This is not my way of trying to reach the buyers, but to reach the people concerned with the alternatives to remembering to bring re-usable bags. Unfortunately, life is busy, complicated and stressful. More times than not store visits are done on the fly. a lot of times unplanned ( probably more times than not). Trying to remember to bring a re-usable bag is not always top priority. Convenience is just that, convenient. Why put people through the inconvenience when this product eliminates Plastic to begin with by recycling. That is helpful. And then it is made into bio-degradable product that is completely compostable. Earth friendly and environmentally responsible. My point about mentioning it to the stores managers or Assist managers is it will make them aware there is a product available that will help the customer and the environment. That is what advertising is designed to do. Make customers aware and ask for the product to create a demand. I know this, if you don't at least ask for something, your not going to get it. If the customer asks for the product, chance are the request will be pushed up the line to the proper people. whether it is my product or somebody Else's. A problem will be resolved and a need will be fulfilled and a convenience will be restored that will compliment the environment not decimate it! Jeff Daly Jdalytime@yahoo.com
02/29/2008 10:34:59 AM CST
Dirk De Witte says ...
Dear Natalie, it is really and absolutely not my intention to hurt you, offend you or being condescendent. Thank you for pushing a glimp to the website and you are right: first REDUCE, than reuse and finally recycle. But I learn from your comments you are a champion in REUSE, whether I simply got an idea to REDUCE bags by using first the trash bag as a carrier bag. Afterwards, you may REUSE the trash bag so many times you want. Concerning your grandmother's garden, I suspect that she had no alternative as no garbage collection occured in that time. I did the same when living in Paraguay. I also buried deep non comestible kitchen trash, the rest I threw away far from home as there were really wild and hungry animals; Please Natalie, forget my joke about your landfill. And that I hope to make some money out of a perhaps good idea, so what ? You think Whole Foods is there only to feed you and their bosses philanthropics ? Natalie, I really appreciate your concerns and I share it with you. Warm regards, Dirk
02/29/2008 12:19:46 PM CST
Bethany C. Halle says ...
I love the (made from recyled) plastic big blue bags. I have an addtion/change to suggest. I live in NYC and walk take the subway etc, use ALL the stores to shop in and, if you ADDED A FLAP to the TOP and MOVED THE HANDLES to one side it could be used as a BACK PACK, for folks with children or dogs and would like a free hand…..
03/03/2008 8:44:26 AM CST
Margaret says ...
In the last several months I have been rinsing and reusing all of my plastic produce bags whereas I used to be lazy and throw them out most of the time (sorry). I wish there was an alternative to produce bags -- I don't feel good about not using bags for sanitary reasons. I recycle as much as is possible and have recently bought the biodegradable bags at Whole Foods for everything else. Although they are more expensive, I have much less trash now, thereby using less bags, and feel much better knowing that these bags won't be a hazard in our landfill. When the weather is warmer I plan to compost and reduce my waste even further. I have also bought a few of the Whole Foods reusable grocery totes which are very colorful and uplifting. Thanks Whole Foods for your efforts to motivate people to contribute to saving our environment.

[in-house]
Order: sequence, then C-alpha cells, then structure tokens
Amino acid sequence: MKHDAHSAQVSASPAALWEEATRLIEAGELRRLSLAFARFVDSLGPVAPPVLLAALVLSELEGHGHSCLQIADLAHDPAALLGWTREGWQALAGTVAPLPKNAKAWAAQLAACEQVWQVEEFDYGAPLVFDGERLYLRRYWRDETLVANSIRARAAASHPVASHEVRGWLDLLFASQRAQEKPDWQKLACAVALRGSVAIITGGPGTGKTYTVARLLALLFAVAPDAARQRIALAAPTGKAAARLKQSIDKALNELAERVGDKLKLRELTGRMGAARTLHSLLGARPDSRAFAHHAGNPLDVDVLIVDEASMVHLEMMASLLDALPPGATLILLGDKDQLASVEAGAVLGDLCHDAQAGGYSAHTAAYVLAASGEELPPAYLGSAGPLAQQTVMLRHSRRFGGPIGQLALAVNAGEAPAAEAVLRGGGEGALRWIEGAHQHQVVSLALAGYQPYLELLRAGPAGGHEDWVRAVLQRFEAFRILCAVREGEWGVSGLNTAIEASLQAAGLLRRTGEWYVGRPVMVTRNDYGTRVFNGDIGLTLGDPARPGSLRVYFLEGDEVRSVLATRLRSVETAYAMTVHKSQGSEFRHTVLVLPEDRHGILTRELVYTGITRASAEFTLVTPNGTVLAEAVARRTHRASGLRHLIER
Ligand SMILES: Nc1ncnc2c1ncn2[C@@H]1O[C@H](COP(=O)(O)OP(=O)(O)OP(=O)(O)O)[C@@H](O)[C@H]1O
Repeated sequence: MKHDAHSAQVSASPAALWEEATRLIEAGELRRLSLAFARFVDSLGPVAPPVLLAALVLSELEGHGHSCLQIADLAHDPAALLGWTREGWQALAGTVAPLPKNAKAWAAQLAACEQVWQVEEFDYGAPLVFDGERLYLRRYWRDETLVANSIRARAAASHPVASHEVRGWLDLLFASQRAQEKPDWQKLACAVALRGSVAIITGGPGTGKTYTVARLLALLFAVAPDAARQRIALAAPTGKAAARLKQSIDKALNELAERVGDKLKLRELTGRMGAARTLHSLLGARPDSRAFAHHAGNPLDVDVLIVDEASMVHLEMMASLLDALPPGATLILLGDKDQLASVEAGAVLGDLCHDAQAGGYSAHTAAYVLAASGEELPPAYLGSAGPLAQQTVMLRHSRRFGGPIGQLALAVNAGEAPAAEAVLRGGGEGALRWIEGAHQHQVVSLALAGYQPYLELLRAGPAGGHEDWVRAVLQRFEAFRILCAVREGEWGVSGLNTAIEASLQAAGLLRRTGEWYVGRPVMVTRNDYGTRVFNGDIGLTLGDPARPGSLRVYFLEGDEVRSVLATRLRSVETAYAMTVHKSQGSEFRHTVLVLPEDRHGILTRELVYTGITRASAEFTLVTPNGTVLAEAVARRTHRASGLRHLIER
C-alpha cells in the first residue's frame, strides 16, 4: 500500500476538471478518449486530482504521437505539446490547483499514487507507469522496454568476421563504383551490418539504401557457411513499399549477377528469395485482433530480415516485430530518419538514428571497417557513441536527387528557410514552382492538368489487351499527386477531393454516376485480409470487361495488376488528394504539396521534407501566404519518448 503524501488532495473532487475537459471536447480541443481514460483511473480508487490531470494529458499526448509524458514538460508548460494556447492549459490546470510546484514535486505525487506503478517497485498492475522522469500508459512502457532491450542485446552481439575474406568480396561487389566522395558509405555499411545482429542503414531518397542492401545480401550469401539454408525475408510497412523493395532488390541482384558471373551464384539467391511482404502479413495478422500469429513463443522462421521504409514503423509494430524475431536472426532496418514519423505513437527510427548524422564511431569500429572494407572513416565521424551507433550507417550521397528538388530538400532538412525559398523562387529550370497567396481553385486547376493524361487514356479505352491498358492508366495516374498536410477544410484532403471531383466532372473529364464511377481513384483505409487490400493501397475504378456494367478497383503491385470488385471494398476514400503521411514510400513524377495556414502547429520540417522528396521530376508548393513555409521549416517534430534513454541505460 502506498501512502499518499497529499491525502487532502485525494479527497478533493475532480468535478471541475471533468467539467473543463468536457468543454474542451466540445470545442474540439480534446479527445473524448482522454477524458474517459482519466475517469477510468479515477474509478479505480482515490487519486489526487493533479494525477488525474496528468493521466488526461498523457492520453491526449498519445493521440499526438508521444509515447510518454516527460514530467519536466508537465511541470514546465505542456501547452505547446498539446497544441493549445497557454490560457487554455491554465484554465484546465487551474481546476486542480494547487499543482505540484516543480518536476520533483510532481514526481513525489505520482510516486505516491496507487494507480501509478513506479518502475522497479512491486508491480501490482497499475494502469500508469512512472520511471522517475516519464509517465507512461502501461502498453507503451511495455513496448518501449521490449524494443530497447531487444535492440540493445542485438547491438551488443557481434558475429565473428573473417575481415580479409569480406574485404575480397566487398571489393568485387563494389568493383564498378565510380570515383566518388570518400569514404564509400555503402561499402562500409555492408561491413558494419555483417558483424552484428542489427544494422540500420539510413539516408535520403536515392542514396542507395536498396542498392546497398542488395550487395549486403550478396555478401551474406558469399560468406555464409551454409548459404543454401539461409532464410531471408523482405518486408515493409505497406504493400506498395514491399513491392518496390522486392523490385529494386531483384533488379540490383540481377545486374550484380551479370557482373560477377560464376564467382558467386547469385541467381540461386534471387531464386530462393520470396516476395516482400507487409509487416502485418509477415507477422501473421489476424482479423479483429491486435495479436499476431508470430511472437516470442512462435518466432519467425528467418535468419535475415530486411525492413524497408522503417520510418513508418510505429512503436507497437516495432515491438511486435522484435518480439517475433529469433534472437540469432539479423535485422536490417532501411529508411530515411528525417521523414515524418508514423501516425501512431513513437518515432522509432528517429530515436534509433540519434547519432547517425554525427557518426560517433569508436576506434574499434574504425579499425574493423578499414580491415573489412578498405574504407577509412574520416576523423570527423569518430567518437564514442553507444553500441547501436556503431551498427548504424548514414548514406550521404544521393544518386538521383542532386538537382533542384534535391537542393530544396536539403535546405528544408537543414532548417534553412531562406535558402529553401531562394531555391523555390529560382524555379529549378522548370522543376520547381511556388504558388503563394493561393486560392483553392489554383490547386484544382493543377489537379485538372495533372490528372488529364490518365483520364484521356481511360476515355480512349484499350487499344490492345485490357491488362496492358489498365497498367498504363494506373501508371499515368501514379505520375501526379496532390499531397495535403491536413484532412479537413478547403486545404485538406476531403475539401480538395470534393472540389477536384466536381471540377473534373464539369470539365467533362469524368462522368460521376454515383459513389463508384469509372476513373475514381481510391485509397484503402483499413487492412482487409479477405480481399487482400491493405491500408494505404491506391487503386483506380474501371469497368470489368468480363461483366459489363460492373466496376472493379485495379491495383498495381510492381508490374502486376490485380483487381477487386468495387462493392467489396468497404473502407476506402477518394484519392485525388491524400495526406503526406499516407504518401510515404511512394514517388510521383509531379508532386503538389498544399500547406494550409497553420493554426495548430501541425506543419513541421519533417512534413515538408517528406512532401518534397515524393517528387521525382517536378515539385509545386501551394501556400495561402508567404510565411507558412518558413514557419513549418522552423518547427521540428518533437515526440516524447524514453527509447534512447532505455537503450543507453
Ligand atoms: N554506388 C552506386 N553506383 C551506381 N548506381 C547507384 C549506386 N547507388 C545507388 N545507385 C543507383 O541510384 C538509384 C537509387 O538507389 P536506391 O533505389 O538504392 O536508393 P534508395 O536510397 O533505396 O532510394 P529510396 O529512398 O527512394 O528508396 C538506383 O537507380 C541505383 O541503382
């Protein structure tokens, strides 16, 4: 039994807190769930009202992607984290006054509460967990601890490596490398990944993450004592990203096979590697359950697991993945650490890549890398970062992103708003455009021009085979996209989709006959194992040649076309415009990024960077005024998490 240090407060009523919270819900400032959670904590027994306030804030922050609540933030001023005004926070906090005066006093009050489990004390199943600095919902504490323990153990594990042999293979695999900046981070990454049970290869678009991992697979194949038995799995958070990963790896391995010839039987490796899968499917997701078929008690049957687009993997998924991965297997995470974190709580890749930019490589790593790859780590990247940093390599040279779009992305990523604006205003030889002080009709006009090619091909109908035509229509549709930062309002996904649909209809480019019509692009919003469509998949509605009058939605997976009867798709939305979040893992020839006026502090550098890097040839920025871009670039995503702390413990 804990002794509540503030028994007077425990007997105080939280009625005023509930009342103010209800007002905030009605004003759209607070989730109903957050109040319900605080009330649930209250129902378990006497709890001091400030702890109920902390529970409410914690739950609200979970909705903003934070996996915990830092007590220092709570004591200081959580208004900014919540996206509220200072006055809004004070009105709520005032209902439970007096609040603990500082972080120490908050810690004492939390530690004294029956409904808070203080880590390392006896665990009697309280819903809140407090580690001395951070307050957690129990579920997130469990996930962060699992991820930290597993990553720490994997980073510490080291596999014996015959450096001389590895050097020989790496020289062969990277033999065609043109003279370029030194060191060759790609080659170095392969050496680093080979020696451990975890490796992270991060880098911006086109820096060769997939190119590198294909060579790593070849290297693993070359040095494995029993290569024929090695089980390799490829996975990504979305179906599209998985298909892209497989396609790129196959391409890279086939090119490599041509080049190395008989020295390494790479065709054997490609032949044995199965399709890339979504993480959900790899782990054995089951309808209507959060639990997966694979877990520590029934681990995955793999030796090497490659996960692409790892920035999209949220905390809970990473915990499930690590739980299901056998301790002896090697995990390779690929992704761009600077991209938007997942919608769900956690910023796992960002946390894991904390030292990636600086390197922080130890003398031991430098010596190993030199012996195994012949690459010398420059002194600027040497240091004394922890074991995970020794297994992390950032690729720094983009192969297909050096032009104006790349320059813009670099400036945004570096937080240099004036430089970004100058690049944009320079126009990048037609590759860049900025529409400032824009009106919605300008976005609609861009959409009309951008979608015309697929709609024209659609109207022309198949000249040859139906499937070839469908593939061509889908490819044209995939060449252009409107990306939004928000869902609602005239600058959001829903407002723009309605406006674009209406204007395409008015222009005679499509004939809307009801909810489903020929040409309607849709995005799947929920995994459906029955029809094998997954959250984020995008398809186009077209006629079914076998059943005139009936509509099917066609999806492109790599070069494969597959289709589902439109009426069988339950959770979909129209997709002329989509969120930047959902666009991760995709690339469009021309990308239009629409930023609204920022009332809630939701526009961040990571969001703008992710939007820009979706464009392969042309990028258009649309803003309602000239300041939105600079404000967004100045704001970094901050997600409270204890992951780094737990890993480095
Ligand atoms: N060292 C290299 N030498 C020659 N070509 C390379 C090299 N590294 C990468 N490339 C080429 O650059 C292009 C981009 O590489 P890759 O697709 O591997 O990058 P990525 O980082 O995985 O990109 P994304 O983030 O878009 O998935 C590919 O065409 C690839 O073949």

03/07/2008 6:41:05 AM CST
noreen says ...
I try my best to reuse and reduce, since this country makes recycling such a challenge. One thing i have started doing is reusing cereal,cracker and potato chip bags instead of buying new sandwich and freezer bags. I reuse all plastic packaging that is clean and i find these bags more durable than the ones you purchase. I just reuse the twist ties over and over as well. Also i reuse plastic grocery bags as trash bags and have opted to have a small trashcan rather than a large one that i would have to buy trash bags for. This allows me to save money and help the environment as well. I even have my friends doing it now.
03/07/2008 1:36:38 PM CST
tina says ...
I hope that WFM will lead the country in the effort to encourage consumer packaged goods companies to use truly recyclable or biodegradable packaging. I noticed that many of the products for sale at WFM are packaged in non-recyclable, non biodegradable, non reusable containers. Plastic bottles with non recylcable tops for example. Tetra briks have no recyclable content (the plastic spouts used to be but not anymore). Cheese is wrapped in plastic wrap. The plastic sheets they use to pack your deli cuts, seafood, butcher cut meats. Now that WFM has made it easy to buy local, organic, and all natural products, I'm moving on to the next thing which is trying to base my buying decisions on ecologically responsible packaging, including buying bulk using and reusing plastic containers and bags, reusing plastic bags for produce, making things from scratch instead of buying processed/packaged foods. As a customer with a $800+/week WFM habit as well as an investor, I would love to see WFM use its well earned credentials in tackling the profusion of overpackaged goods in the market. Thanks.
03/07/2008 11:09:53 PM CST
Tracy says ...
you can bring pillow cases or buy drawstring bags on some reusable bag websites for your produce. i bought some at http://reusablebags.com/ that way you can try to leave the grocery store using no plastic! :)
03/10/2008 12:04:35 PM CDT
Cool Grocery Bags says ...
Americans use 92 Billion plastic grocery bags a year and 5 billion paper grocery bags. One of the simplest ways to have a positive environmental impact is to use reusable grocery bags. http://www.CoolGroceryBags.com
03/16/2008 8:55:21 AM CDT
Sharon in Texas says ...
I've got to admit I'm less green since I moved to Pasadena Texas where it was unheard of. But...if you use your own bags, what do you put trash in? I avoid plastic and use paper bags (though it isn't as neat).
03/21/2008 10:08:58 AM CDT
Kim says ...
It's been easier to remember to take my own "green bags" into stores since I made sure that I have extra cloth bags in both of our cars. At least for me, I had to get past the excuses and a bit of laziness in order to stay committed to using my own bags and not accepting the bags from stores. In some suburban stores people do look at you in a funny way when you hand over your tote bags or just say that you don't need a bag, but I'm finding that overall people are getting better at realizing that it is better for the environment to not use all the plastic bags. Maybe if more of us keep doing this it will inspire others to follow suit and spread the green message. I realize that we all need to do more, but at least it's a start.
03/23/2008 9:21:00 PM CDT